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Refrigerator

“Dad,” my daughter said on the phone. “There’s yellow oil coming out from under my refrigerator. Is that bad?”

“It’s not good,” I answered. “How old is the fridge?”

“I don’t know, but it was seventeen years old when we bought the place three years ago.”

Did I mention my daughter is an accountant?

“What do you think it is?” she asked.

“I don’t know. My guess is that it could be freeon.”

“What’s freeon?”

“It’s the liquid that circulates inside the fridge and keeps it cool,” I said. “You’d better have your husband look at it.”

“But he’s at work and won’t be home for hours. Can you come over and look at it?”

I wasn’t sure what I could do. Did I mention I am a writer? But I agreed.

When I got there, I looked the situation over. My daughter was right—yellow oil was oozing out from underneath the refrigerator. It had the consistency of sewing machine oil.

“What are we going to do?” my daughter asked.

“Well, the first thing is to pull out the fridge and look behind it to see if we can figure out where it’s leaking.”

When I pulled the refigerator out, I discovered the floor behind it was covered with a small pool of oil, cat kibble, several pens, assorted small household items, and enough dust to assemble a small animal.

“When was the last time you cleaned behind here?” I asked.

“You’re supposed to clean behind the fridge?” my daughter asked.

Did I mention she is an accountant?

When I had finished cleaning up the mess, I carefully inspected the motor, the pipes and everything else. Nothing. I couldn’t find anywhere where the yellow oil was leaking from.

“Dad,” my daughter said. “There’s oil still leaking at the front of the fridge.”

I looked. Two small pools of oil had formed at the front corners of the refrigerator in the middle of the kitchen floor. I looked under the fridge from the front. Oil was dripping from the two corners, but I couldn’t see where it was coming from.

“It must be leaking somewhere inside the walls of the fridge,” I said.

“What are we going to do?”

“I’m stumped. I need help,” I said. Did I mention I am a writer?

I called Rick’s Appliance Repair and described the situation.

“Where could it be leaking from?” I asked.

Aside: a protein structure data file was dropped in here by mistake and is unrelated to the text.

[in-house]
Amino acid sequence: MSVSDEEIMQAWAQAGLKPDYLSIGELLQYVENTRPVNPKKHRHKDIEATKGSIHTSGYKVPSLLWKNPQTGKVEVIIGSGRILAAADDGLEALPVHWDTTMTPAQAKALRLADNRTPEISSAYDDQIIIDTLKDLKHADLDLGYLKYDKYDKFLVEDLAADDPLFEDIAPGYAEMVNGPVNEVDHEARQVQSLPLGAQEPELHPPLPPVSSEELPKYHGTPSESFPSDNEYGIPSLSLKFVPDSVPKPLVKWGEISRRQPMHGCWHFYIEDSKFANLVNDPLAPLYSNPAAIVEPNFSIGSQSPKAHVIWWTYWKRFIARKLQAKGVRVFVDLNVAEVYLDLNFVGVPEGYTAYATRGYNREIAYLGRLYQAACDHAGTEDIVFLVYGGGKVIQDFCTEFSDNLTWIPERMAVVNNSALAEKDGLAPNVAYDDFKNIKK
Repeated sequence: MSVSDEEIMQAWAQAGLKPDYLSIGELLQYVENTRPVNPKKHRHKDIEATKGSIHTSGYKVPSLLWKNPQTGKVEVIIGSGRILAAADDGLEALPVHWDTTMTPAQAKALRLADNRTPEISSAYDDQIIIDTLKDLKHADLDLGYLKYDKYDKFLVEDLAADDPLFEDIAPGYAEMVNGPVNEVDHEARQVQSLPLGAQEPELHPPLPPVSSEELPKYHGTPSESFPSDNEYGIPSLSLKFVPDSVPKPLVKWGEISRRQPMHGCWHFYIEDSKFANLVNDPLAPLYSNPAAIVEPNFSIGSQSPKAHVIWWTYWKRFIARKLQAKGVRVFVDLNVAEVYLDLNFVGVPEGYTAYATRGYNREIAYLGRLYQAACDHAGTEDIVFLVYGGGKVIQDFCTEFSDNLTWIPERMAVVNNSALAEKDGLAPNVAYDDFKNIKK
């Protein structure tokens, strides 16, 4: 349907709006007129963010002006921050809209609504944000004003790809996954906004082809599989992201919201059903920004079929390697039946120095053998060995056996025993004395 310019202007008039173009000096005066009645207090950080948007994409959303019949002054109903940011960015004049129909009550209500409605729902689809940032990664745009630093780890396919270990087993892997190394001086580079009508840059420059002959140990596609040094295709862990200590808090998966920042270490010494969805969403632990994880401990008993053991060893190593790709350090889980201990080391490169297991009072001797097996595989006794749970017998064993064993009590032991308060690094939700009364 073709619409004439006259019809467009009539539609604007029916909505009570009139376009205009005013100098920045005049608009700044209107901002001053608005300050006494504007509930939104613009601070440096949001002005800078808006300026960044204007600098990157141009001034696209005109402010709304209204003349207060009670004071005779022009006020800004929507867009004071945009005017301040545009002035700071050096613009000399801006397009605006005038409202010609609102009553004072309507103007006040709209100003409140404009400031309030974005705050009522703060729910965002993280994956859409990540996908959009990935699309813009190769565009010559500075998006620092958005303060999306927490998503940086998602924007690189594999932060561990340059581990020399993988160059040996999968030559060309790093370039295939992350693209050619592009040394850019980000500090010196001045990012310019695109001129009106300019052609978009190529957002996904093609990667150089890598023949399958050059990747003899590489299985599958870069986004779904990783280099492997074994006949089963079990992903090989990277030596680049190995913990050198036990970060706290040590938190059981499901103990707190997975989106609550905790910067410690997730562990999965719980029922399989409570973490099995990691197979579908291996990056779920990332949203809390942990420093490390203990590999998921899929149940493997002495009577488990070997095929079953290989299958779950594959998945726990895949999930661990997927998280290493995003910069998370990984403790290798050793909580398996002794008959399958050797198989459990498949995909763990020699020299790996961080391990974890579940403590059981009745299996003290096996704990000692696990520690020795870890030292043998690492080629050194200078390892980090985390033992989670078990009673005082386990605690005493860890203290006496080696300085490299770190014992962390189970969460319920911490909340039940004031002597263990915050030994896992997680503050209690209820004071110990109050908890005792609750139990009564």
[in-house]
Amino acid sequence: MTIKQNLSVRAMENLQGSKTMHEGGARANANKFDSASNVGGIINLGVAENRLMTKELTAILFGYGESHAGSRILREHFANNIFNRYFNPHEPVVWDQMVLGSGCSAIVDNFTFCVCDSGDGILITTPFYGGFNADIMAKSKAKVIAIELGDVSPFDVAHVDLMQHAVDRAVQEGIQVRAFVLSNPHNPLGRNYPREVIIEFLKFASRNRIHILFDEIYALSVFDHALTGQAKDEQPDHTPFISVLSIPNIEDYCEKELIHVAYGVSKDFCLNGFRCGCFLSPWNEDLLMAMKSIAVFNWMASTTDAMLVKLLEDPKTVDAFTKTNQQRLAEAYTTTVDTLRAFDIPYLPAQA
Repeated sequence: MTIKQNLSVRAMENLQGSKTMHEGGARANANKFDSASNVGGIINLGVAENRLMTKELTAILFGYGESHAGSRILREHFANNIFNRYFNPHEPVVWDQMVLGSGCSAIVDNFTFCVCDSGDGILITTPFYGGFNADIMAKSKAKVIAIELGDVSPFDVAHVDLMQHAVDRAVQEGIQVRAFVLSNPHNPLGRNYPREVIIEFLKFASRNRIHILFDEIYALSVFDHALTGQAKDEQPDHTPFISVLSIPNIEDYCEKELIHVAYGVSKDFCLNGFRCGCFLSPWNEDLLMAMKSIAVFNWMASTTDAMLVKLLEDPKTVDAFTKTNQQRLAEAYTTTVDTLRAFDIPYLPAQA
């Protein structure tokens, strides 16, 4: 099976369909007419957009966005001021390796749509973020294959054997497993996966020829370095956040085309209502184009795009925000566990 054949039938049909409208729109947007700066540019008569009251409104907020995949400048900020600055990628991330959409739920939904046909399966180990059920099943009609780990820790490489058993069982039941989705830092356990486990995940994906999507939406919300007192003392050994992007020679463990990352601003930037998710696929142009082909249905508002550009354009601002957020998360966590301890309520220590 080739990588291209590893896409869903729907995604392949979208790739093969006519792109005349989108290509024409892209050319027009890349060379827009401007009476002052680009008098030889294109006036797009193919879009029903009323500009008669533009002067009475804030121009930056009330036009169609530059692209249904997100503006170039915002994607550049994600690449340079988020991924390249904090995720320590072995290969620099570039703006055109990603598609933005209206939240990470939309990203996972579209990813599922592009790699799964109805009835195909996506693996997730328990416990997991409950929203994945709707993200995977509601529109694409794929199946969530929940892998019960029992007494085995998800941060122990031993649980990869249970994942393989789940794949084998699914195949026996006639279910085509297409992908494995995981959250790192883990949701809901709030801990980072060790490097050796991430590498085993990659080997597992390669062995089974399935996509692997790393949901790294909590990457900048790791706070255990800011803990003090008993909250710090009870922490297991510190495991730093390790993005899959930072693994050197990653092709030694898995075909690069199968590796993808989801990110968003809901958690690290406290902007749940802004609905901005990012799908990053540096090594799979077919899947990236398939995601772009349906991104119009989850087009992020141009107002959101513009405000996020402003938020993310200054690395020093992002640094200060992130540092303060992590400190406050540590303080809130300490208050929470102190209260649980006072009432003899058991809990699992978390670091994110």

“Sounds to me like it could be something spilled inside the fridge,” Rick said.

“No. We looked inside. There’s nothing spilled or leaking,” I said. “If the freeon is leaking out, is there any danger of the motor overheating and starting a fire?”

“Oh, sure,” Rick said. “There’s always a danger of that.”

“What should we do?”

“How old is the fridge?” Rick asked.

“I don’t know, but it was seventeen years old when my daughter bought the place three years ago.”

Did I mention I am a writer?

“It’s not worth fixing,” Rick said. “Buy a new one.” He hung up.

“But I can’t afford a new fridge,” my daughter wailed.

“You can’t afford not to have a refrigerator,” I said. “A new one will cost about five hundred dollars. If it lasts twenty years, that’s twenty-five dollars a year. Refrigerators are cheap.”

“You should know,” she said.

Did I mention my daughter is a sarcastic accountant?

While she went to check out the cost of new refrigerators on-line, I stood there pondering the situation. I looked over the scene—the pool of yellow oil on the floor, the refrigerator, the ice cream box on top of the refrigerator.”

I called my daughter. “How long has that been there?” I asked.

“I don’t know,” she answered.

I gingerly carried the ice cream box over to the sink and opened it. The ice cream had separated. There was nothing left in the box but a white frothy substance. The yellow oil had leaked out of the box, run down the seal between the door and the refrigerator and dripped onto the floor at the two front corners.

At least my daughter had someone to blame. She can’t reach the top of the fridge. And she’s married. It was her husband’s fault.

He’s only been married three years, but he’s learned at least this much. It’s always the husband’s fault.

“Now I don’t have any ice cream,” my daughter complained.

“Well, at least you have a working refrigerator,” I answered.

I cleaned up the rest of the oil, pushed the refrigerator back into place and went home.

“Were you able to fix the refrigerator?” my wife asked.

“Of course,” I answered. “I’m a real handyman.”

Did I mention I am a writer—of fiction?

 

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